Press release for 21318 Tree House

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Tree House

Tree House

©2019 LEGO Group

Here's the press release for 21318 Tree House, which tells us a lot about the materials used but not much about the set itself. Hopefully our review will provide any information not covered here.

21318 Tree House, 3036 pieces
US $199.99, CA $269.99, DE/FR €199.99, UK £179.99, DK 1799.0DKK
Available to VIPs tomorrow, everyone else from 1st August 2019

Since the LEGO Group launched its first bricks made of plant-based polyethylene last year, the sustainable bricks have increasingly been included in new LEGO sets. The Treehouse contains the highest number of sustainable bricks ever in a LEGO set and is another important step to fulfill the LEGO Group’s sustainability ambitions.


A gathering point for family and friends. A secret hideout. A fortress. A sleepover.

LEGO fans can now immerse themselves in the intricately detailed LEGO IDEAS Treehouse. A challenging build, the exclusive set, made up of more than 3000 elements, including 180+ botanical elements made from plant-based polyethylene plastic using sustainably sourced sugarcane, is the largest LEGO IDEAS sets to date.

The Treehouse is packed with play-inspiring features and comes with a landscape base and removable treetop to reveal three detailed cabins. A special feature of the set is that all 185 plants and leaves are made from sustainable materials sourced from sugarcane. This includes the treetop canopy, which has interchangeable sets of green summer leaf elements and yellow and brown fall leaf elements.

Tim Brooks, Vice President, Environmental Responsibility, the LEGO Group, said:

“When I first saw the model, I was blown away. Not only because it looks amazing, but also because it connects strongly to the very reason we are investing so much time and effort in identifying new and sustainable materials, which is to preserve natural resources and fulfill our planet promise. It really is an important step in our ambitious target of making all LEGO elements from sustainable materials.”

During 2018, the LEGO Group began making botanical elements, including trees, leaves and bushes, from plant-based polyethylene using sustainably sourced sugarcane. Children and parents will not notice any difference in the quality, durability or appearance of the new elements, because plant-based polyethylene has the same properties as conventional polyethylene. These elements represent the first milestone in the LEGO Group’s ambitious commitment to making products using sustainable materials by 2030.

The Treehouse is an example of how the LEGO Group uses co-creation to foster innovation, as the original idea was submitted through the LEGO IDEAS platform, where LEGO fans can upload their creative builds. Users then have a chance to review and support the model and, given sufficient support, the build can end up as a certified LEGO set with the help of LEGO master designers. In this case, the model was submitted by fan designer Kevin Feeser from Nancy, France. Kevin’s motivation for creating a treehouse stems in particular from his passion for the great outdoors combined with pretty sophisticated LEGO building skills.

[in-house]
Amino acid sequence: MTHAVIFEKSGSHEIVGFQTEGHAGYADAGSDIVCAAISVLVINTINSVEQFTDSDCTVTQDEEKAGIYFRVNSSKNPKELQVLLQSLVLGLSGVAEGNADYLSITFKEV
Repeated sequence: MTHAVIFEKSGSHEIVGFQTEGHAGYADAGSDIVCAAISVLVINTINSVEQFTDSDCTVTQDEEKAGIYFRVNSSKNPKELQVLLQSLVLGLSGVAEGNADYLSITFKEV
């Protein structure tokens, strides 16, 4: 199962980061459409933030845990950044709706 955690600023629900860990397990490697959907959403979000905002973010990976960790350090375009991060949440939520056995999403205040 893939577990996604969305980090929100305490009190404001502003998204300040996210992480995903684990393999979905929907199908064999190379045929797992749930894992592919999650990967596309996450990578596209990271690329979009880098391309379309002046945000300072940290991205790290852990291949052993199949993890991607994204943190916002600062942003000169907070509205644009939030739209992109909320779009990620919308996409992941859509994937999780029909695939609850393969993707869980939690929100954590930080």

The LEGO IDEAS Treehouse model is available directly from LEGO Retail Stores and shop.LEGO.com exclusively for LEGO VIP members beginning July 24, 2019, with general public availability beginning August 1, 2019.

FACTS: The LEGO IDEAS Treehouse & LEGO Group sustainable materials mission

LEGO IDEAS Treehouse

  • The LEGO Ideas Treehouse celebrates Kevin Feeser’s design for its endless creativity that its unique to the LEGO System in Play and its embodiment of the LEGO Group’s sustainable materials challenge.
  • All 185 leaves and plants in the treehouse are made from plant-based plastic – the largest number of plant-based elements in a LEGO set so far.
  • A list of the elements made from plant-based plastic is included on the top of the packaging.

The LEGO Group’s sustainable materials mission

  • The LEGO Group is on a mission to make all LEGO bricks sustainably by 2030.
  • For the LEGO Group, a sustainable material must have a reduced environmental footprint, be produced responsibly using renewable resources, and meet our high standards for safety, quality and durability.
  • High standards for sustainability, safety, quality and durability mean that there are no simple replacement materials on the market, and the LEGO Group is working with suppliers, research institutions and other industries to develop new materials to be used in the LEGO bricks of the future.
  • The LEGO Group has an ambition to find sustainable packaging alternatives by 2025 that are renewable, efficient and recyclable.

LEGO elements made from plants

  • All the trees, leaves and bushes and many of other elements in our LEGO sets, more than 80 types, are now made from green polyethylene, which is made from ethanol produced from sustainably sourced sugarcane.
  • The sugarcane is grown in Brazil, is sourced responsibly and does not compromise food security.
  • Polyethylene is just one of many materials used in LEGO elements, and the LEGO Group expects the materials of the future will be made from both plant-based and recycled sources.